The type of quantum computer discussed at the site of the OpenQbit project, now defunct, incorporates another new computer idea: reversible computation. I was very skeptical when I first heard of this idea: that computations which do not destroy information can be made to run without using energy. But while that would be difficult to do on a conventional scale, that it could be achieved in a quantum system makes more sense. If a quantum computer is to perform an extensive computation, since it must be isolated from the environment during the entire calculation, avoiding any heat dissipation is essential.

However, a quantum computer's memory is zeroed before starting a computation, and when the right result is found, it stops; these operations do consume energy, but their number is limited, and they do not occur during computations.

This may be oversimplified, but here is a set of possible instructions for a quantum computer:

- Swap two bits in memory.
- Invert a bit in memory.
- Perform either of the invertible operations above if another bit, which must not be affected by the operation to be performed, is 1.

Incidentally, these operations have some resemblance to the operations allowed when one is inverting a matrix by pivoting. And they can be generalized to allow more elaborate invertible operations, thus making programs easier to write:

- Rearrange any group of bits in memory in any order, as long as no bit is duplicated and every bit is preserved.
- Perform an exclusive OR operation, provided that the source bits and the target bits to be inverted if the corresponding source bit is 1 have no bits in common.

The program counter can operate invertibly if it is set up as a ring counter, but that may not be needed; incrementing a counter normally is also invertible.

The main distinguishing feature of this kind of computer is that some common operations will use up memory space initialized to zero. Sometimes, after copying the result to some blank memory, a computation can be run in reverse to clean up the mess made by intermediate results.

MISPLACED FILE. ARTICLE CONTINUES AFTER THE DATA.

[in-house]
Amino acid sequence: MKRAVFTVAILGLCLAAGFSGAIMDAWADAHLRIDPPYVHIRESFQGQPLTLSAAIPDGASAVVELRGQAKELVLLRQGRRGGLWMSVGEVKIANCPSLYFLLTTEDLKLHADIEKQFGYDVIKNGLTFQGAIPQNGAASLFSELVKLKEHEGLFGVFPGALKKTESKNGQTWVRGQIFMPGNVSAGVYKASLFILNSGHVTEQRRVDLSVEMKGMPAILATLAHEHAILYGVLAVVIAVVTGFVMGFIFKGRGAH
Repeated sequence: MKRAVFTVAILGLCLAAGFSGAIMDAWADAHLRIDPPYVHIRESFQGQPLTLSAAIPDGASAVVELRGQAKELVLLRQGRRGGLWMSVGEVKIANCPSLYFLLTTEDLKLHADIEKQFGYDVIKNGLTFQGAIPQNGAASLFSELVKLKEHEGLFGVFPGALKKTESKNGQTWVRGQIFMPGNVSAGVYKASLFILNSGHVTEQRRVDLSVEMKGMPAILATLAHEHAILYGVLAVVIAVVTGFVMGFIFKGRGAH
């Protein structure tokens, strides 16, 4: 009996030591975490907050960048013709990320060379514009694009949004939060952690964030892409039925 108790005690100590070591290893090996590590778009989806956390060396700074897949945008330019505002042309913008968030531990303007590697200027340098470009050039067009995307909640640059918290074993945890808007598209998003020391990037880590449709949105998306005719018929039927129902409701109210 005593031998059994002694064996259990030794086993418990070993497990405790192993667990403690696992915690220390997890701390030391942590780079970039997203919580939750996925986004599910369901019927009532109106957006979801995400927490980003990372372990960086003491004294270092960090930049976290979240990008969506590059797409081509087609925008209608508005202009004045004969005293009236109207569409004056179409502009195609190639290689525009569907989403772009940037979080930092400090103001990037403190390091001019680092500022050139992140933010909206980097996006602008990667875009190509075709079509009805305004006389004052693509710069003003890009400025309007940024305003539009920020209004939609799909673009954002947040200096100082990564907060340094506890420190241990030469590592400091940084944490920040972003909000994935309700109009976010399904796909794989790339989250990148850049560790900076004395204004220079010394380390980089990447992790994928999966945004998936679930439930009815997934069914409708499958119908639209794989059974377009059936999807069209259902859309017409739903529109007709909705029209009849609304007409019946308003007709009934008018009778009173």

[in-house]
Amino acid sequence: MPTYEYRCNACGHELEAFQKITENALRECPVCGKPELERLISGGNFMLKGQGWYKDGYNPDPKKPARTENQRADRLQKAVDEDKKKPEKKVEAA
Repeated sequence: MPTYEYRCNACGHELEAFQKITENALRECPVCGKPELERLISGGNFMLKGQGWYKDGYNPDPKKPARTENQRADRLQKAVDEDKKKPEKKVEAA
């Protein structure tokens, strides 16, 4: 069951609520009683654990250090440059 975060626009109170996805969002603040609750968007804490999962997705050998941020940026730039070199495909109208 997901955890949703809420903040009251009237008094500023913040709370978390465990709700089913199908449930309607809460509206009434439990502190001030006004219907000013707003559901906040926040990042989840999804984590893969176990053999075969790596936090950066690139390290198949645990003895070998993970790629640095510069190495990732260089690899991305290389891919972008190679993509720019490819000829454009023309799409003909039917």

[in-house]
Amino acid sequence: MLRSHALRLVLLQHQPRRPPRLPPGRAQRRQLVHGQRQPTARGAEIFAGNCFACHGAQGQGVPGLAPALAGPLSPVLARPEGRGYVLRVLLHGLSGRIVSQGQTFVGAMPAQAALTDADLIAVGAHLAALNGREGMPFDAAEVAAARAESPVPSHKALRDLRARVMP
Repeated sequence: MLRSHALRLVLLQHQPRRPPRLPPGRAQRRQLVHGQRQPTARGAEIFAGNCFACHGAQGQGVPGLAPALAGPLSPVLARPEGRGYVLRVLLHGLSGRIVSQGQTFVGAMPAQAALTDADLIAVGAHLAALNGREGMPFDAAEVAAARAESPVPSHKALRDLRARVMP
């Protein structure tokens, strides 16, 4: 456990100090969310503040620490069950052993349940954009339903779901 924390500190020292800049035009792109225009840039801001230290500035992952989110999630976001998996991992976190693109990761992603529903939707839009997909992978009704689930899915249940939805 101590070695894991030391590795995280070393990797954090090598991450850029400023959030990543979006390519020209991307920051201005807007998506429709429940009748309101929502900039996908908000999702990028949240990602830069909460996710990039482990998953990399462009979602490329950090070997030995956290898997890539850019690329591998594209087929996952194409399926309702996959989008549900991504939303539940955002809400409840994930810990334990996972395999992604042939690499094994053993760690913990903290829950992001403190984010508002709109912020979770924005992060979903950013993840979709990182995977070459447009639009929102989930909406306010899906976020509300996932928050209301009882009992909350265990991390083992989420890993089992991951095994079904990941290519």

Another important fact about a quantum computer is that since it is started, and maintained externally in a superposition of equally probable states, the one "right" state, where the computation has started out trying the right possible key, and found it to be correct, even if it executes an instruction that tells it to signal the outside world and thereby break up the computer's isolation, that doesn't guarantee that anything will happen.

Thus, the program used has to be changed, so that if the wrong key is tried, the program continues by trying the next key.

The good news is that since a quantum system does behave as if it is in all of its superposed states, it doesn't just choose one of them and stay in that state. So the "right" state has more than one opportunity to be randomly selected. As the other states gradually find the right key, and decide in turn to do something noticeable, we have that the number of states that have the right answer grows proportionally to the time, and the number of chances each state has to be noticed if it is right also grows proportionally to the time.

The probability of us recieving the answer is a fraction of the total number of states, which equals the total number of possible keys. Hence, instead of giving us the answer in the time taken to try one key, as would have been hoped for from the initial oversimplified picture of a quantum computer, or in the time taken to try all (or half, on average) the keys, like a conventional computer, the time required (which can vary randomly) is actually proportional to the square root of the number of keys. A recent paper has been published with a proof a quantum computer cannot do better than this on problems of searching.

[Next] [Up/Previous] [Index]